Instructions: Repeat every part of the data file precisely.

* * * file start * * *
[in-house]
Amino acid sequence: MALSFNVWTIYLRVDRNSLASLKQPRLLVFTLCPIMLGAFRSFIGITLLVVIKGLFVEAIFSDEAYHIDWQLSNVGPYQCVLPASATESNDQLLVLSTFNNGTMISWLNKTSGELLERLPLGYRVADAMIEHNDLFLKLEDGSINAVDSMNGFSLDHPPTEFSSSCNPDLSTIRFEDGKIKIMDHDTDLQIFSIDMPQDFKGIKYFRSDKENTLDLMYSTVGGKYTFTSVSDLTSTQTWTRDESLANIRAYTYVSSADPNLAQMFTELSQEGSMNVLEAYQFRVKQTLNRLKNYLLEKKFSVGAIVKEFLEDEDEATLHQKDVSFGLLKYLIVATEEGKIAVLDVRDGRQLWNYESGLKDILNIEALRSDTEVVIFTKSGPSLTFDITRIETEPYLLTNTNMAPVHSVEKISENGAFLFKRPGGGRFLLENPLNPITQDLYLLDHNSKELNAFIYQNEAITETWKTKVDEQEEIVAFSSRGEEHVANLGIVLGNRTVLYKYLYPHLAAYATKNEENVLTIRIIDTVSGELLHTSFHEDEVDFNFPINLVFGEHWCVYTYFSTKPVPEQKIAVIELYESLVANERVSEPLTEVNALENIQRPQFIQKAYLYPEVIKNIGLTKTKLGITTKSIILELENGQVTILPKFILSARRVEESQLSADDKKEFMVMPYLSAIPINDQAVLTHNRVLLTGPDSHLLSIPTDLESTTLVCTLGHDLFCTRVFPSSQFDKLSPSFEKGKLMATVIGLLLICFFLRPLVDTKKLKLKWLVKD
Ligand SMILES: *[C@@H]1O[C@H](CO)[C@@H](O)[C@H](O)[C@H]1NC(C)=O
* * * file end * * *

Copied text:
[in-house]
Amino acid sequence: MALSFNVWTIYLRVDRNSLASLKQPRLLVFTLCPIMLGAFRSFIGITLLVVIKGLFVEAIFSDEAYHIDWQLSNVGPYQCVLPASATESNDQLLVLSTFNNGTMISWLNKTSGELLERLPLGYRVADAMIEHNDLFLKLEDGSINAVDSMNGFSLDHPPTEFSSSCNPDLSTIRFEDGKIKIMDHDTDLQIFSIDMPQDFKGIKYFRSDKENTLDLMYSTVGGKYTFTSVSDLTSTQTWTRDESLANIRAYTYVSSADPNLAQMFTELSQEGSMNVLEAYQFRVKQTLNRLKNYLLEKKFSVGAIVKEFLEDEDEATLHQKDVSFGLLKYLIVATEEGKIAVLDVRDGRQLWNYESGLKDILNIEALRSDTEVVIFTKSGPSLTFDITRIETEPYLLTNTNMAPVHSVEKISENGAFLFKRPGGGRFLLENPLNPITQDLYLLDHNSKELNAFIYQNEAITETWKTKVDEQEEIVAFSSRGEEHVANLGIVLGNRTVLYKYLYPHLAAYATKNEENVLTIRIIDTVSGELLHTSFHEDEVDFNFPINLVFGEHWCVYTYFSTKPVPEQKIAVIELYESLVANERVSEPLTEVNALENIQRPQFIQKAYLYPEVIKNIGLTKTKLGITTKSIILELENGQVTILPKFILSARRVEESQLSADDKKEFMVMPYLSAIPINDQAVLTHNRVLLTGPDSHLLSIPTDLESTTLVCTLGHDLFCTRVFPSSQFDKLSPSFEKGKLMATVIGLLLICFFLRPLVDTKKLKLKWLVKD
Ligand SMILES: *[C@@H]1O[C@H](CO)[C@@H](O)[C@H](O)[C@H]1NC(C)=O